COUNCIL bosses are looking to sell the popular 17th-century wedding and conference venue Woolley Hall.
Wakefield Council’s cabinet committee are expected to approve the sale, on a 250-year lease, at its meeting on Tuesday.
The building’s use as a venue earns the council about £350,000 a year.
But a report to Tuesday’s committee said the hall and its stables were needing maintenance work costing around £2.7m over the next five years.
If approved, the hall would no longer be run by the council but would continue to operate as a wedding and conference venue and could also be used as a hotel.
A specialist operator would be responsible for managing the facility and arranging for work to be carried out on the building.
Coun Graham Stokes, cabinet member for corporate performance, said: “The council has to save money – we have no choice. But we are committed to keeping the hall in public use and to protect the jobs of the staff and honour existing bookings.
“The option of disposing of the hall through a conditional, very long lease means we can do all that and Woolley Hall will still be available for people to use and enjoy - this is a new future for Woolley Hall.”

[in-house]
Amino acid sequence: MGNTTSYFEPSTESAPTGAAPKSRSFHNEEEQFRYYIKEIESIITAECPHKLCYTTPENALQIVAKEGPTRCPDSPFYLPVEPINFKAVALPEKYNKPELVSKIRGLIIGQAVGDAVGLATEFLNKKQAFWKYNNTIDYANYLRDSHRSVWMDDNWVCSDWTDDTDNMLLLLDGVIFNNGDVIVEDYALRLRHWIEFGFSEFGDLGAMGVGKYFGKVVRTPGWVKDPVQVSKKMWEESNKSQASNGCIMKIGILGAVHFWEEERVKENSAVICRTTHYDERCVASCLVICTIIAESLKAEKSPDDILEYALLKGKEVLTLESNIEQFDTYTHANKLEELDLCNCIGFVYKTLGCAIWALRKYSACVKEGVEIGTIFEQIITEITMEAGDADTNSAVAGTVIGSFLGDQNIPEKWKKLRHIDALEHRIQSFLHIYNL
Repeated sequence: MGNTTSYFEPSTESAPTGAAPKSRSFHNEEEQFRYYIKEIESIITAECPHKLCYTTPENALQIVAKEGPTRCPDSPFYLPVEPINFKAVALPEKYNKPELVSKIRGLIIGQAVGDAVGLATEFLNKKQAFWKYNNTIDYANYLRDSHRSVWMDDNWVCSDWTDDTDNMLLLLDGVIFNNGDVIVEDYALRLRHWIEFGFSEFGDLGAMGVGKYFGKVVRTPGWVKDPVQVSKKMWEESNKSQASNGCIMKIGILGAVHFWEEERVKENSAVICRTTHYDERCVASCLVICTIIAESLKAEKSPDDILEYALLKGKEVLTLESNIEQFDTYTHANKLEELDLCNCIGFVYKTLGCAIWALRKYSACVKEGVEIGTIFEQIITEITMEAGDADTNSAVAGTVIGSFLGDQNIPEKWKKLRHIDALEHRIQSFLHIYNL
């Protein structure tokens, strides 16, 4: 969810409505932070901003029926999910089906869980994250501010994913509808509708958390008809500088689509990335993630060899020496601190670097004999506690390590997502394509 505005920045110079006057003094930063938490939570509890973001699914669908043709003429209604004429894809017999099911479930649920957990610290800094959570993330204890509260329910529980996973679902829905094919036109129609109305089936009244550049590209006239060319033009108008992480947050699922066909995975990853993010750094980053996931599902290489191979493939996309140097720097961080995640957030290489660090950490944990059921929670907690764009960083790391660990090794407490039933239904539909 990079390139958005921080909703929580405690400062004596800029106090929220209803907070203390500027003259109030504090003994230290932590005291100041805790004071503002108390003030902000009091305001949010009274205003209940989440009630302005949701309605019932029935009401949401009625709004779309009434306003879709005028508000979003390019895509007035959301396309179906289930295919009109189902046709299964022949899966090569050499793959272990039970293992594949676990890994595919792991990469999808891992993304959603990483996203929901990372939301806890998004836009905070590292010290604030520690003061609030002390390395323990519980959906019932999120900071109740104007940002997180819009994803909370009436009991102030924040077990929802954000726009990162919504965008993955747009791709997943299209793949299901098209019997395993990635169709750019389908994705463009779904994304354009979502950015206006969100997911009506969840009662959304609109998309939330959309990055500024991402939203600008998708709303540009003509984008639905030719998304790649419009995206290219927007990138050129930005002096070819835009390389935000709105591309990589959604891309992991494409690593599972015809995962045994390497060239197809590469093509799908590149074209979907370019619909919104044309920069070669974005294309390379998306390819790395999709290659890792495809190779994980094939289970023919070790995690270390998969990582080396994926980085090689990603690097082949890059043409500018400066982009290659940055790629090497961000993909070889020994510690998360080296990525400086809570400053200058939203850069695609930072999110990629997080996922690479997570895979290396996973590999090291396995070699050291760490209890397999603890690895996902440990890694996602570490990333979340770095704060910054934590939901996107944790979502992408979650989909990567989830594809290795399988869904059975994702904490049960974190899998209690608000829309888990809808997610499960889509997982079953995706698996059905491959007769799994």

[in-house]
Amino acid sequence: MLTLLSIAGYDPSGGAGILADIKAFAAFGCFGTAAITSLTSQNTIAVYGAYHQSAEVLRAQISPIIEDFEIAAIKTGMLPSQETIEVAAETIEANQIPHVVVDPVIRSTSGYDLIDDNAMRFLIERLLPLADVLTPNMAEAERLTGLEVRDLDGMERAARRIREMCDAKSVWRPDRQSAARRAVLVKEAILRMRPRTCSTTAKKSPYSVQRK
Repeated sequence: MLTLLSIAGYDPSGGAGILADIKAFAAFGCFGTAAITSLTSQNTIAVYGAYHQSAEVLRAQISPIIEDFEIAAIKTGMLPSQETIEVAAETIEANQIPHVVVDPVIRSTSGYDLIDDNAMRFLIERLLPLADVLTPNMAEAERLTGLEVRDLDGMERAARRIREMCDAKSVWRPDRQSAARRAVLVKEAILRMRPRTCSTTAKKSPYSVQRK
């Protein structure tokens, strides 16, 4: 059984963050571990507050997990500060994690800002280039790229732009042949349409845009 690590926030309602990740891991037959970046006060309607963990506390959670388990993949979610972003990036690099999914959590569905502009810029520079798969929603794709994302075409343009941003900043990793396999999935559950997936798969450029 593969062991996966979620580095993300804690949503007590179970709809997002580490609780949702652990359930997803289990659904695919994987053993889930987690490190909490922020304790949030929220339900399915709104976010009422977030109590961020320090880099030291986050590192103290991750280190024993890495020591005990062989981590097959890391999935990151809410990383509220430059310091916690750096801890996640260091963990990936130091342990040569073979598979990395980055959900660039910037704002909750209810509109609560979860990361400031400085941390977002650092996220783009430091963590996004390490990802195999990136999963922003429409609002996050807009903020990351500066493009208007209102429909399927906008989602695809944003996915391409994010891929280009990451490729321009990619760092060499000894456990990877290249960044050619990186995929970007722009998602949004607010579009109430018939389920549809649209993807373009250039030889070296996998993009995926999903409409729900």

The cabinet report said a consultation with hall staff would take place “at the earliest opportunity”. But it said jobs were not likely to be at risk.
The report said: “By securing alternative delivery arrangements the council will save money on the future operation of the property. The saving on annual running costs supports the protection of key front line services to the public.”
Woolley Hall originally belonged to the Woodrove, or Woodroffe, family who sold it to the Wentworth family in 1559.
Sir Richard Woodroffe was the High Sheriff of York between 1510 and 1518.
The present Woolley Hall is an example of early Jacobean architecture and was built in 1635 and renovated around 1800.